In her latest forays into the American scene, Joan Didion covers ground from Washington to Los Angeles, from a TV producer's gargantuan "manor" to the racial battlefields of New York's criminal courts. At each stop she uncovers the mythic narratives that elude other observers: Didion tells us about the fantasies the media construct around crime victims and presidential candidates; she gives us new interpretations of the stories of Nancy Reagan and Patty Hearst; she charts America's rollercoaster ride through evanescent booms and hard times that won't go away. A bracing amalgam of skepticism and sympathy, After Henry is further proof of Joan Didion's infallible radar for the true spirit of our age.
What members say
It'll blow a hole in your retina
"Writers are only rarely likable. They bring nothing to the party, leave their game at the typewriter. They fear their contribution to the general welfare to be evanescent..."
-- Joan Didion, 'After Henry'
Joan Didion is a prose knife fighter. God love whoever/whatever finds their slow side trapped in a corner, facing the pointy end of Didion's prose. She is especially talented in writing about place (especially California, Washington, Hawaii, New York, Los Angeles) politics, and people. But these are just the prose steps, the shifting geology, the temporary coordinates of her attacks. The thrust of her compressed prose is directed at narrative: the narrative of politics, the narrative of cities, city papers, journalists, actors, etc. She knows language and cliché and can smell Waimea bullshit from a busy "4+lib" near Brentwood Park. She is both gift and god. She is both bounty and blessing. She is both shake and tremor. It is obvious she loves things, but isn't afraid to pull the scab directly off the things she most loves. She doesn't have time for sentimental niceties. She ain't got time for you to bleed.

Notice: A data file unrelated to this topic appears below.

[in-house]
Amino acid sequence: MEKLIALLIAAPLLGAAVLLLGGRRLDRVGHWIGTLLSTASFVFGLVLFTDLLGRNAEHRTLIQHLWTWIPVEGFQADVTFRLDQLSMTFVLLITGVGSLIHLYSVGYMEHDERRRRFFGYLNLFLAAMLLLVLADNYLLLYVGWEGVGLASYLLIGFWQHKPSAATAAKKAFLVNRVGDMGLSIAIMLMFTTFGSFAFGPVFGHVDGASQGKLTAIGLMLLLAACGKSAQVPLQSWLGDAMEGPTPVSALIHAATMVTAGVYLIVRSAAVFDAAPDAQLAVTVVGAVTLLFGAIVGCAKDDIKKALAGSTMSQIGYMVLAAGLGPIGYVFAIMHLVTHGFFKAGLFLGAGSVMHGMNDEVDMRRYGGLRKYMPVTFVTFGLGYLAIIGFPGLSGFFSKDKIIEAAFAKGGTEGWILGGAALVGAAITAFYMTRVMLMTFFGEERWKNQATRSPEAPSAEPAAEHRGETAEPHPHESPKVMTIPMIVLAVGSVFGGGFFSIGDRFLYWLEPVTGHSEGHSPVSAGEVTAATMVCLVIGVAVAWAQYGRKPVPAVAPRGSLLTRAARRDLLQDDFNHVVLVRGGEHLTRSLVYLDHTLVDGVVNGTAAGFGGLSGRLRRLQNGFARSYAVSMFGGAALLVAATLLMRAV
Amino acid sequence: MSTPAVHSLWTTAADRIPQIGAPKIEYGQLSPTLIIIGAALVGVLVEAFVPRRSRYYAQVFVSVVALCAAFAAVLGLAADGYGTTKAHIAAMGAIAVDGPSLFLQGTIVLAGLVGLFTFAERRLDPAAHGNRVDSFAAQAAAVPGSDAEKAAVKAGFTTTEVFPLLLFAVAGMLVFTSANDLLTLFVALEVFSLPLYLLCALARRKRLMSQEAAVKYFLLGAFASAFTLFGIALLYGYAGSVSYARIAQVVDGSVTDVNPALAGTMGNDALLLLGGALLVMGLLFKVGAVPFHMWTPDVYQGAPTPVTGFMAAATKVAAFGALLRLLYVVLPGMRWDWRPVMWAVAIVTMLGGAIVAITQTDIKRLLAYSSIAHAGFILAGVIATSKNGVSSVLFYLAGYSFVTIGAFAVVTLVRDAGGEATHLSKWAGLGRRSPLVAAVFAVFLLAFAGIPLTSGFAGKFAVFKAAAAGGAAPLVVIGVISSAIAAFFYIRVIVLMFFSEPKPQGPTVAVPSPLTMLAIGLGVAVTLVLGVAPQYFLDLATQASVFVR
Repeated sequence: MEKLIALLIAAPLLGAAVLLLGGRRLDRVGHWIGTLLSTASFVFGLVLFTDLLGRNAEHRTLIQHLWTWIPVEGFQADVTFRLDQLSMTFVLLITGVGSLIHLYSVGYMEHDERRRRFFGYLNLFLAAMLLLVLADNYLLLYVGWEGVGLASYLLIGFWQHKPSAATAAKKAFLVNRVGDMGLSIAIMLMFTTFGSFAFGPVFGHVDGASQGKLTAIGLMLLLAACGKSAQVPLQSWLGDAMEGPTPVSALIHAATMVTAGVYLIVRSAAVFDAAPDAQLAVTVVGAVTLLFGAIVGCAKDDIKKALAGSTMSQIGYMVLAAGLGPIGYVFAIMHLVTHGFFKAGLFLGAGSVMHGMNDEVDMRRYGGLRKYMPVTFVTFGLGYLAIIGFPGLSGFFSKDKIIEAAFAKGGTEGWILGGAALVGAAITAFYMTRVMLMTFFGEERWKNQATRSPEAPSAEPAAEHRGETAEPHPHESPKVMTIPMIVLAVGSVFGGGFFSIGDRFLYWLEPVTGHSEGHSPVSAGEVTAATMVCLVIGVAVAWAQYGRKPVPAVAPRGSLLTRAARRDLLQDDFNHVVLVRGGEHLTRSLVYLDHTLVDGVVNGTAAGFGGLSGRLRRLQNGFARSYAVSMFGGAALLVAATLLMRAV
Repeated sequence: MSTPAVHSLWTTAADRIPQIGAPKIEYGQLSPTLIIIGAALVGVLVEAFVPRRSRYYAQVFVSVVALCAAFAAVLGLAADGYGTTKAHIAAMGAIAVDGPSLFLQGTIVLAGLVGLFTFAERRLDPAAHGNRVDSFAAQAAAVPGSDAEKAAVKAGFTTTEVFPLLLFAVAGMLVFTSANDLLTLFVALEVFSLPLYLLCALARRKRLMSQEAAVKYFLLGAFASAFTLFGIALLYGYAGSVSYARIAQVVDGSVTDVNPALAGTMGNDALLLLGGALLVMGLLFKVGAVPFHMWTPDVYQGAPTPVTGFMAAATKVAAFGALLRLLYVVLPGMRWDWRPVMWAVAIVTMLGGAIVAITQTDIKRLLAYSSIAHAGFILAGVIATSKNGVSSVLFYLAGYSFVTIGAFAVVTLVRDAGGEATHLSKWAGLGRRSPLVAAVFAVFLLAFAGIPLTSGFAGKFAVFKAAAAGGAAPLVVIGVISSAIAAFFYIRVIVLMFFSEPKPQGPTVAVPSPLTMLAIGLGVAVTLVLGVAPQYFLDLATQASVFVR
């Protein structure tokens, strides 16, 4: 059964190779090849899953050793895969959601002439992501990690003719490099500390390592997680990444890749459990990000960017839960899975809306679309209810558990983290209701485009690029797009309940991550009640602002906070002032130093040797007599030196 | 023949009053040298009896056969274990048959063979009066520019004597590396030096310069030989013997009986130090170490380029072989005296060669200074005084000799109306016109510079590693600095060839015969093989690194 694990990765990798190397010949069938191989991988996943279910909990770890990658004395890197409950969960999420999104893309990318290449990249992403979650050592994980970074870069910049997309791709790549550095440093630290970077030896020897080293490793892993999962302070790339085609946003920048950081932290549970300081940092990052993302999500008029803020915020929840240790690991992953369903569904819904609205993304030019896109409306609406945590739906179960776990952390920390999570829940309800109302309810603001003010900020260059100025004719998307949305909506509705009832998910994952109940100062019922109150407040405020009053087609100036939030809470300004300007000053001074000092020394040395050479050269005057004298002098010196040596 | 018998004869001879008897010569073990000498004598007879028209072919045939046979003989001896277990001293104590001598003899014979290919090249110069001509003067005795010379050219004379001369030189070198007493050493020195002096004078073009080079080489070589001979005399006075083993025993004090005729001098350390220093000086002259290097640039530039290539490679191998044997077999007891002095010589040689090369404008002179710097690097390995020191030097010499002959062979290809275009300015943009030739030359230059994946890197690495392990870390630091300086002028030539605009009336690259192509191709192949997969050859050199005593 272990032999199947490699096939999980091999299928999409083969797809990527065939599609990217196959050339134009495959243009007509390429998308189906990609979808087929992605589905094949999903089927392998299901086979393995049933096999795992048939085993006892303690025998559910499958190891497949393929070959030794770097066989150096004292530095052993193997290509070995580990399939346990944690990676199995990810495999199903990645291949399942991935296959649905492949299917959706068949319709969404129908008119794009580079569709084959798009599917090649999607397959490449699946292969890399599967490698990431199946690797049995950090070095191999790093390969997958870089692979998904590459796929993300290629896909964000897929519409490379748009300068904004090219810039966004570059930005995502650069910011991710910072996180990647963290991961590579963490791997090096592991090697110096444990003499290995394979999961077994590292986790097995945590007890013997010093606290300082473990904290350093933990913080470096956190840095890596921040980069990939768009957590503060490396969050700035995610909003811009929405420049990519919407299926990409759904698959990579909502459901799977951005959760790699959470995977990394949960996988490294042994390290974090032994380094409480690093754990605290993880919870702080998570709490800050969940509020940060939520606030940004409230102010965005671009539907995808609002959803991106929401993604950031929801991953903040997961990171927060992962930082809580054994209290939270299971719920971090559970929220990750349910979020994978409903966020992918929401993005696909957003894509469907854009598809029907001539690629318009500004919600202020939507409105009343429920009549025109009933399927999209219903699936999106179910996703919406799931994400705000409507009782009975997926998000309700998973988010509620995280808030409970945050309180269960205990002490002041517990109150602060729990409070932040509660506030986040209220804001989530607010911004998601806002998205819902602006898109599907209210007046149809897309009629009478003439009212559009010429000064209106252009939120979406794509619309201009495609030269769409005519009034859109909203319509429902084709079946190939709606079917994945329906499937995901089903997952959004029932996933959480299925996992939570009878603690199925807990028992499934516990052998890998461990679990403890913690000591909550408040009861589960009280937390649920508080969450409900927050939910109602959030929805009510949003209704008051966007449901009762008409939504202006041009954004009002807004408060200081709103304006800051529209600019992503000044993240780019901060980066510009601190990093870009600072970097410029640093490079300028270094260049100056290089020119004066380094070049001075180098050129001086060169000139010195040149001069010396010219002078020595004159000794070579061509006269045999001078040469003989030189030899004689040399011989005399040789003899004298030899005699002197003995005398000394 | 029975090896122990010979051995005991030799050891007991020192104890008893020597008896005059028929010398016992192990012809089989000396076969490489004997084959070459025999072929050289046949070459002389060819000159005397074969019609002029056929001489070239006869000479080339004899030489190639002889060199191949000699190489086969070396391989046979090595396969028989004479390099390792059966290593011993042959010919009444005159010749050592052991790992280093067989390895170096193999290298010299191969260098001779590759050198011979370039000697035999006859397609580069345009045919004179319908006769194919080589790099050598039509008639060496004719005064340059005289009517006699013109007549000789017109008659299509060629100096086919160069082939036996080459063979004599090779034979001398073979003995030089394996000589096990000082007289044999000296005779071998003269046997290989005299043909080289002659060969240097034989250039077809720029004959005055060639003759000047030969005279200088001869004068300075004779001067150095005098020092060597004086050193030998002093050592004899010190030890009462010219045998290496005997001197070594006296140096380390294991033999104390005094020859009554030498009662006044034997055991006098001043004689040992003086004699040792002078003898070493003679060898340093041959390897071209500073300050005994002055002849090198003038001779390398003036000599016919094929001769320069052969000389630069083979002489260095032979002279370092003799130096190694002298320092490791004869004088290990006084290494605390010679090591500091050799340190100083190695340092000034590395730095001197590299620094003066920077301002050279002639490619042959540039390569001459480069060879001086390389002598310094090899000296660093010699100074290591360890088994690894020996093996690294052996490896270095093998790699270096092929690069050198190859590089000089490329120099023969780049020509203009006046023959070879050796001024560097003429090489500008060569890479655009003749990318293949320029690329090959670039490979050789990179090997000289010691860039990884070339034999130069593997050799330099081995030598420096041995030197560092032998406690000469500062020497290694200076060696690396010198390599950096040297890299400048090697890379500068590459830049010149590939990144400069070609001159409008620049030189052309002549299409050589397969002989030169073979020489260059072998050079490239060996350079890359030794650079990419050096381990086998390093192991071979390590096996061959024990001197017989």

In the 80s she was maturing, but losing none of her grace and none of her excellence. These stories or narrative essays or whatever are all taken from her seasoned years (1979-1991) after her long-time editor Henry Robbins died (1979). They were written as evidence to herself that she could still write after he died, that she could 'do it without him.'
17 people found this helpful
get this narrator a dictionary!
This book wasn’t for you, but who do you think might enjoy it more?
not sure...I'm normally an enthusiastic Joan Didion fan
Has After Henry turned you off from other books in this genre?
What didn’t you like about Elizabeth Hess’s performance?
Where to begin? She reads in a weird hushed tone as if reading a baby to sleep. Not well-suited to Didion's gritty style. If a reader is lucky enough to be hired to record a book, one would think s/he would look up all proper nouns and any words that are unfamiliar. Mispronounced words: Point Hueneme ("Port Wanamay"), centrifugal, seismological, realtor (really??? a two-syllable word is too difficult???), anecdote, ancillary, Eli Broad (rhymes with road, not odd), and on and on. Really no excuse.
What character would you cut from After Henry?
Any additional comments?
Joan Didion should get more input as to who records her books. Maybe I would have enjoyed these essays more in print. I certainly love her other works.
4 people found this helpful
Interesting essays but the narration grates
This was to be my introduction to Didion so I spent some time deciding which book to begin with. I chose After Henry as it seemed most appropriate following a visit to LA. The opening chapter (about her and her husband's relationship with their editor and friend, Henry) took my breath away. It will be one of those stories I believe I'll remember for life. And, I found her insights on both LA and NYC powerful and thought provoking despite their age. However, it took me months to complete this Audible edition because I hated the narrator's voice and speech pattern. I could only handle it in small doses and every moment spent working my way through this book was painful. Therefore, I would suggest just reading this one.